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Terminating the Childcare Relationship

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Giving References
At some point after ending your professional relationship with the child­care provider, another family that is considering hiring her to care for their children may contact you. Even if your parting with the nanny was on good terms, it is possible that you had complaints with her job performance that you never addressed with her, or that you did bring to her attention but she never corrected. This situation might make it uncomfortable for you to give a glowing recommendation of her to another potential employer, even though you do not wish to speak poorly of her.

There is nothing wrong with stating your opinion of her abilities as a nanny. In fact, consider the situation from the other family's point of view. They are in the same boat that you were in when you were deciding who should care for your children. If there was an issue with her childcare capabilities, surely a family thinking about offering her a job would appreciate hearing about it. It is not necessary to present a laundry list of faults that you believe your nanny has. Simply make a general statement of what her professional shortcomings were and note that this is simply your opinion. Of course, if there were actual instances of mis­conduct on her part, then it would be most helpful to the potential employer if you related the circumstances surrounding the event.

Termination by the Childcare Provider
Sometimes it will be the caregiver who will end the relationship with the family. A nanny may decide to leave for a more desirable position. A family day care home may close because the owner decides to pursue a different business. Day care centers typically have a procedure for terminating a child's enrollment if the family's account is overdue for more than a certain period of time, such as fifteen or thirty days. Typically, they also will be able to expel a child who chronically misbehaves, or who poses a danger to other children or staff. Most day care providers will ask you at the outset to sign an agreement that you will abide by their policies. Usually, the policies will give them a wide-ranging ability to end the business relationship with your family upon giving sufficient notice.

The real issue if the childcare provider terminates you, therefore, is not whether they can do it, but whether you have a remedy if they do. Legally, of course, you cannot force a nanny or au pair to continue working for you. As for a day care facility, you could try to argue a cause of action for breach of contract, but unless you have suffered some real financial damages from the termination, you are likely to be out of luck. Most families whose childcare arrangement is terminated suffer inconvenience, at the very most.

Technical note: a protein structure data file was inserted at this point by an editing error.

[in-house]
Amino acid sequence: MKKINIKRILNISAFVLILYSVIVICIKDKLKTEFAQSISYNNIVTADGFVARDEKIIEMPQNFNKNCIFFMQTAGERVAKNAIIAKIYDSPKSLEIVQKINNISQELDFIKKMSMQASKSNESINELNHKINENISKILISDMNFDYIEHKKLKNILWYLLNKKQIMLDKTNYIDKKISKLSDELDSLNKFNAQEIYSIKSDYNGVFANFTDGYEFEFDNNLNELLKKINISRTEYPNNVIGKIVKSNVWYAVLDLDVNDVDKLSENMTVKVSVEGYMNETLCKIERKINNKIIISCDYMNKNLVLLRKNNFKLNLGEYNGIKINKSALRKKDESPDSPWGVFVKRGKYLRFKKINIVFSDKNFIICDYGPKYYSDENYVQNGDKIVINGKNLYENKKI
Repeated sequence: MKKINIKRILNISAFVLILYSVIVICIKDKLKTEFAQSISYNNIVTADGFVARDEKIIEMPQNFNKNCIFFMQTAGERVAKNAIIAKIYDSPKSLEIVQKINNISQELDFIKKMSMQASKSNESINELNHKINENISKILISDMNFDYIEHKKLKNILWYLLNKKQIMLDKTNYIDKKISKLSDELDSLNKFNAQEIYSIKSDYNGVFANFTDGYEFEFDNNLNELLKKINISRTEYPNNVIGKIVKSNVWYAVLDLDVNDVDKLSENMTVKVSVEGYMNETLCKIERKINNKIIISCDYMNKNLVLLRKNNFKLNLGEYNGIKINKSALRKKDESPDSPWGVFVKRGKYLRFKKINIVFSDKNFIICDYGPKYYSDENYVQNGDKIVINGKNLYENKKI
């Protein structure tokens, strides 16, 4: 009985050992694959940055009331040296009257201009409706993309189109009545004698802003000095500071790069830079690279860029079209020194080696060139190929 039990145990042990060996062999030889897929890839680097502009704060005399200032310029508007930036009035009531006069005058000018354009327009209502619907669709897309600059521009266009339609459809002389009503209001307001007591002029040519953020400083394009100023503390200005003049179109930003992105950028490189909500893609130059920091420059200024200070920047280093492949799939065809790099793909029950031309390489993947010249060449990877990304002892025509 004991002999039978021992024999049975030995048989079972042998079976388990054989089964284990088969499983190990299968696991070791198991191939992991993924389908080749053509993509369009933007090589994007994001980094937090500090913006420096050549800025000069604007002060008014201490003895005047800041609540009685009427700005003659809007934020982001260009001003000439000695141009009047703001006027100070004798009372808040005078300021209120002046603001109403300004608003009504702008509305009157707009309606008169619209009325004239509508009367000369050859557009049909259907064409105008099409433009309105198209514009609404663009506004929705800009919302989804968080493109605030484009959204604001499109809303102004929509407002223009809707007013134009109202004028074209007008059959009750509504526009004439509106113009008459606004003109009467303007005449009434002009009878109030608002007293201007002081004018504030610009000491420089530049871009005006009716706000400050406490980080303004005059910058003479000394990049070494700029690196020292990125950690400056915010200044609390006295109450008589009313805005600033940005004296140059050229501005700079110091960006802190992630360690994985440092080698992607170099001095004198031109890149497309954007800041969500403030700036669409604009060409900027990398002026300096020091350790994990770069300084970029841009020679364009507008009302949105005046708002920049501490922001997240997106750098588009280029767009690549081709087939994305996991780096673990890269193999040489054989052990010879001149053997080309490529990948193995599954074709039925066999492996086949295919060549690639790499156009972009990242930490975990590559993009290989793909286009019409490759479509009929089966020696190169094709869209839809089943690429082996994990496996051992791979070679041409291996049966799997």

Your Child's Reaction
Whatever your own feelings about the ending of your business relationship with the childcare provider, do not ignore the effect the termination may have on your child. Even if you dislike the nanny or day care worker, be careful not to underestimate how much she means to your child. In some cases, such as with an au pair, the length of the caregiver relationship is determined before employment even begins. You can help your child, from the beginning of the childcare relationship, to adjust to the eventual end of the caregiver's tenure. In other cases, the association may end abruptly. Either way, you should prepare your child for the day when your family and the caregiver part ways.

Of course, if the reason you are terminating the childcare provider is that your child does not like her, he or she likely will be happy to see her go, and you will have no adjustment issues. However, a child can become fond of a caregiver fairly quickly, and if this is the case in your family, you need to be sensitive to your child's attitude toward the termination. Not only could your child be saddened to see the nanny leave (or to be removed from the outside day care setting, as the case may be), but he or she may actually come to feel insecure by the upheaval. He or she may believe that, since this person-a person he or she cared about-was taken from him or her so easily, other loved ones could be sent away as well.

Depending on your child's age and the circumstances of the caregiver's departure, you should try to explain to your child your reasons for ending the relationship. If your separation from the caregiver is friendly, see if she would be willing to keep up communication with your family. If she will remain in the area, perhaps you and your child can get together with her on occasion, at least until your child adapts to the new situation.

Set Up a Replacement
However you decide to end the caregiver relationship, make sure that you have a reliable replacement provider for your child ahead of time, if at all possible. Do not be surprised if your child is resistant to the idea of a new caregiver at first. If it took him or her some time to become comfortable with the former caregiver, expect it to take even longer to warm up to the new one. Even an infant can easily show displeasure with a new caregiver and routine. With older children, it is important to allow them to voice their feelings about the situation. This will give them some sense of control over their lives, which in turn will help them along in the process of readjustment.

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Copyright © 2005 by Linda H. Connell. Excerpted from The Childcare Answer Book with permission of its publisher, Sourcebooks, Inc.

To order this book visit Amazon.com.


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